November 27, 2013
ISLAMABAD: Right to information (RTI) is a contested right in Pakistan as the state is reluctant to grant it to the public, said Rashed Rehman, Editor Daily Times, at the start of a two-day National Media Conference Wednesday.
He said the post-colonial behavior of the Pakistani state was the same as the colonial state - opaque and secretive.
Pakistan was the first country in Asia to have an RTI law in 2002, but it was not the result of demand from within the country. Rather, the Asian Development Bank had conditioned its loan with the introduction of such a law. The Musharraf regime enacted a toothless RTI law that conceded more than it revealed.
Discussants agreed that Khyber Pakhtunkhwa's recently-promulgated RTI law is one of the most forward-looking pieces of legislation Pakistan has had. They, however, cautioned that a law is only as good as its implementation mechanism.
The KP law has also outlined its implementation mechanism but an information commission that will oversee its implementation is yet to be established. Under this law, a person can submit a hand-written application and government officials are bound to provide the applicant a certified copy of information they have requested. The law, however, excludes the higher judiciary in the province from what the public can access information about.
Zahid Abdullah, an RTI activist, said even parliament and prime minister can't access information on certain issues in Pakistan. He said a blanket exemption to security issues is not the way to go about it.
Toby Mendel of the Center for Law and Democracy, Canada, defined RTI as a right to access information held by public bodies. He said the recent KP and Punjab RTI laws are an "incredible breakthrough" in Pakistan.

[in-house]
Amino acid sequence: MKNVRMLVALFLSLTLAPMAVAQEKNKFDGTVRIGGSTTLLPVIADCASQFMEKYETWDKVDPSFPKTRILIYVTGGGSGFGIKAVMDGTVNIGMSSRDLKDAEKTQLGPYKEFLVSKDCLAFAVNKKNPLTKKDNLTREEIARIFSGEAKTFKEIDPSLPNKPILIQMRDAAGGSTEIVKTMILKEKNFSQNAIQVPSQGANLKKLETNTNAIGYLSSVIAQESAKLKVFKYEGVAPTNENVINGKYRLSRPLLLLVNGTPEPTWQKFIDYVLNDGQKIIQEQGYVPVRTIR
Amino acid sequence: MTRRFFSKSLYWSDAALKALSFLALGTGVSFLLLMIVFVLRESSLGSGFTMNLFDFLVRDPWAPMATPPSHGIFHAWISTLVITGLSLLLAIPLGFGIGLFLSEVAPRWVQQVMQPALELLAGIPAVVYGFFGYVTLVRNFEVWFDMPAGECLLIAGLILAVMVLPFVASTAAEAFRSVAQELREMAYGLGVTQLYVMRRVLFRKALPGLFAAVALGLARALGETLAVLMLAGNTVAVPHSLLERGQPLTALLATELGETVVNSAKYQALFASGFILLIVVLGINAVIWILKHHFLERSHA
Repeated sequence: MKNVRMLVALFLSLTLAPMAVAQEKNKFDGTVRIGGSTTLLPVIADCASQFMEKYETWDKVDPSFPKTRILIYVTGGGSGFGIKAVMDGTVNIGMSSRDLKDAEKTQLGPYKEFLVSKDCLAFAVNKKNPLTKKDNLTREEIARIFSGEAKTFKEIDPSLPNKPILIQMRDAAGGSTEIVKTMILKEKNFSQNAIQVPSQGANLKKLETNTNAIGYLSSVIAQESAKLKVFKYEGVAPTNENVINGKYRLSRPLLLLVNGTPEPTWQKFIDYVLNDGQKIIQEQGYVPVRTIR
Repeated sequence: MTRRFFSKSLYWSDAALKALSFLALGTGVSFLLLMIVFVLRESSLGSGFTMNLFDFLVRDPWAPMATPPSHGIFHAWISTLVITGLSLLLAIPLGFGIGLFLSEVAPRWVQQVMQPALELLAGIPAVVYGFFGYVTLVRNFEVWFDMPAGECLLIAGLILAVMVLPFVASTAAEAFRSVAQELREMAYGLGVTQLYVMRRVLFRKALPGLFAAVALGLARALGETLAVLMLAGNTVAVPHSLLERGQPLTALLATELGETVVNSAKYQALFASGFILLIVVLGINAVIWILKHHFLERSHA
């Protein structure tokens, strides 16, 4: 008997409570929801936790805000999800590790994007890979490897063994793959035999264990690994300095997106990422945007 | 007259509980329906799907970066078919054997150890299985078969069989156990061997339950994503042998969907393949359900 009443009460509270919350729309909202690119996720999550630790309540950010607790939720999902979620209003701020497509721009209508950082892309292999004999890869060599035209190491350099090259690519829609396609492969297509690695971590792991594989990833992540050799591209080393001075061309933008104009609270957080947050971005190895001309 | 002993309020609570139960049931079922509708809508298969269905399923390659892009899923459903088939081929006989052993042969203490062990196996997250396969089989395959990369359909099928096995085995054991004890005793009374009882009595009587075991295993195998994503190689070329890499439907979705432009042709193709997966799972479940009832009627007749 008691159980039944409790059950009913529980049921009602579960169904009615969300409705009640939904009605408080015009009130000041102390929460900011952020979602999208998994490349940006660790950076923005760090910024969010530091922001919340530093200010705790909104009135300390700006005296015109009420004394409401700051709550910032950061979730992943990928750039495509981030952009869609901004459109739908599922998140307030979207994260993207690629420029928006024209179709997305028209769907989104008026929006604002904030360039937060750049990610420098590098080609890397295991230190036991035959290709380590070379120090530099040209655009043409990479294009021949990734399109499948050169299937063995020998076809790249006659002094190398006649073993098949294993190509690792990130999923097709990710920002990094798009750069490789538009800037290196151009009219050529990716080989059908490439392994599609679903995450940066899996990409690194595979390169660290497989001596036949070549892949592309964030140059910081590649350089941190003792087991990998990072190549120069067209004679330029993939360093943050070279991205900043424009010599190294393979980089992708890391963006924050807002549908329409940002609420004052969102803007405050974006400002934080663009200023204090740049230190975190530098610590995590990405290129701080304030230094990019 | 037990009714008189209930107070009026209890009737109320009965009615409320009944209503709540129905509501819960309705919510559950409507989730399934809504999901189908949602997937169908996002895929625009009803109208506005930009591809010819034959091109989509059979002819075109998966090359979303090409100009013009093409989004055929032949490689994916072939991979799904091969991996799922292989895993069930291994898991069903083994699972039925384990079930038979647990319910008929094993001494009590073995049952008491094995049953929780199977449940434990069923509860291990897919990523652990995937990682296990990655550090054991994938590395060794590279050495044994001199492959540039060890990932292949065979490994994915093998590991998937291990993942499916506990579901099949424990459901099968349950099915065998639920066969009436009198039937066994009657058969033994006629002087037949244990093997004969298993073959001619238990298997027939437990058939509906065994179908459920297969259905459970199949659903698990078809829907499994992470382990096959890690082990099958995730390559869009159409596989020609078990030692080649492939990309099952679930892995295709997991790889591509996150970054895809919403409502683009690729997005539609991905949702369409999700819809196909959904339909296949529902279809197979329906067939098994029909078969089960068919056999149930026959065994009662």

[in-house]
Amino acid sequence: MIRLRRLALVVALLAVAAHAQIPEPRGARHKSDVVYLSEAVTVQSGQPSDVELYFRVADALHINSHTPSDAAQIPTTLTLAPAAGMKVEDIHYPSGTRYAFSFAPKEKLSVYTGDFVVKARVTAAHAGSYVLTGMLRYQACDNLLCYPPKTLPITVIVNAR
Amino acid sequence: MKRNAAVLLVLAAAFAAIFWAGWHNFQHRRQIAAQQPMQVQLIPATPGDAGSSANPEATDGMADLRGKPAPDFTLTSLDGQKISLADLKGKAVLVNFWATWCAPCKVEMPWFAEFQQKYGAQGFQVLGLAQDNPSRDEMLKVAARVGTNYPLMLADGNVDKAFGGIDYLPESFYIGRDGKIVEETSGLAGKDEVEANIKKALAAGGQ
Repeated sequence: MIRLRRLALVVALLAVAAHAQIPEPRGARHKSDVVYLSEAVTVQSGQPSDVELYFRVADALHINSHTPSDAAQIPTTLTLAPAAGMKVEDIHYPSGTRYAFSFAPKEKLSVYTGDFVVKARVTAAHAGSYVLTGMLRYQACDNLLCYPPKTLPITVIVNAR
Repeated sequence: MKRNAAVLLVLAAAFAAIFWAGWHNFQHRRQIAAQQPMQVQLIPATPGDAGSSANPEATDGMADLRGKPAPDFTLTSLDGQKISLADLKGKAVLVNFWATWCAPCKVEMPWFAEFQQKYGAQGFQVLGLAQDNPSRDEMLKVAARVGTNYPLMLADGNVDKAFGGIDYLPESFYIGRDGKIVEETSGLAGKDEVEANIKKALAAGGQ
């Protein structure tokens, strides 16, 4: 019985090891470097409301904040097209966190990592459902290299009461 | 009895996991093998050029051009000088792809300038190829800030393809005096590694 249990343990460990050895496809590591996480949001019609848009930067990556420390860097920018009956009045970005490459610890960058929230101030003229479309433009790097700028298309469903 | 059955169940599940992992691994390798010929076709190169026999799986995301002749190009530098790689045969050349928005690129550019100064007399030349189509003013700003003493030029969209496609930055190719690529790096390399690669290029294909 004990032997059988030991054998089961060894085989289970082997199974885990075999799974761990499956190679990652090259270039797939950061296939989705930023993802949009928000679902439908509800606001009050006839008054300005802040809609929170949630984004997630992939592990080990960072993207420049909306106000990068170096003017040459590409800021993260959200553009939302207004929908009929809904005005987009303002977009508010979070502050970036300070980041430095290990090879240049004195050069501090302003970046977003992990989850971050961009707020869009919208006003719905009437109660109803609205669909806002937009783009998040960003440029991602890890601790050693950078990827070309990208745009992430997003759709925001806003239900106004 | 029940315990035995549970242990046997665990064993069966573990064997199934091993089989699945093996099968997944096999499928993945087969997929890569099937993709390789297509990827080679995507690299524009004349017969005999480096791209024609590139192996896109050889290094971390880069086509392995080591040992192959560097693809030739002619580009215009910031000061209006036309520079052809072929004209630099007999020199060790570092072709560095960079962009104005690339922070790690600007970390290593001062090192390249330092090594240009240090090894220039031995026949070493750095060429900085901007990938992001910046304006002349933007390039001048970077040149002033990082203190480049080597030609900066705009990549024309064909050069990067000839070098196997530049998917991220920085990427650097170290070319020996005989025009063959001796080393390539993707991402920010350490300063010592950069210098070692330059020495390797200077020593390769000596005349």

"Pakistan's 2002 RTI law was one of the weaker laws. However, the KP law has broken the mould of Pakistani laws. It is stronger than any national law in 95 countries. It is better than the Indian law, which is one of the best in the world," he remarked. He said Punjab's law though isn't as good as KP's, it is a strong one as it is ranked 18th in national RTI laws in the world.
Mukhtar Ahmed Ali, Executive Director of CPDI, said: "Our system is exclusionary and secretive. RTI actually challenges this system that has been in vogue since the colonial times in this part of the world. Normally, everything is meant to be secret in Pakistan, except that has been declared otherwise. It ought to be vice versa."
Though he said the KP and Punjab laws are a step in the right direction, he took a swipe at the federal RTI law that has unanimously been passed by the Senate. One of the defects of the federal law is that it gives parliament a blanket exemption, he said.
Senior journalist Mazhar Abbas lamented journalists' ignorance of the RTI laws in Pakistan. "Until they know the law, they can't make any use of it."
Another session titled 'Pakistani media, graveyard of trainings?' discussed how successful NGO sector's media training efforts have been. Over the last few years, some 15-18 organizations have trained about 4000 journalists in Pakistan. According to the Pakistan Federal Union of Journalists (PFUJ), the total number of journalists in the country is 18,000.
"But it seems these numbers haven't translated into quality journalism in Pakistan so far," observed Adnan Rehmat, chair of the session.
Senior journalist Shahzada Zulfiqar highlighted how poor law and order was impacting media professionalism in Balochistan. "One feels as insecure in the provincial capital as in Khuzdar and other militancy-hit regions," he said and added that journalists from interior Balochistan are not so well-educated and thus are in need of more trainings than others.
Iqbal Khattak, Daily Times bureau chief in Peshawar, noted how fierce competition of breaking news was endangering journalists' lives.
Panelists agreed that trainings should be customized as per needs of various parts of the media industry and apart from reporters, desk staff too need to be trained.
The conference, organized by the Individualland Pakistan, concludes Thursday.
(The writer is a journalist based in Islamabad. He currently works for Radio Pakistan)
The Nation, September 4, 2018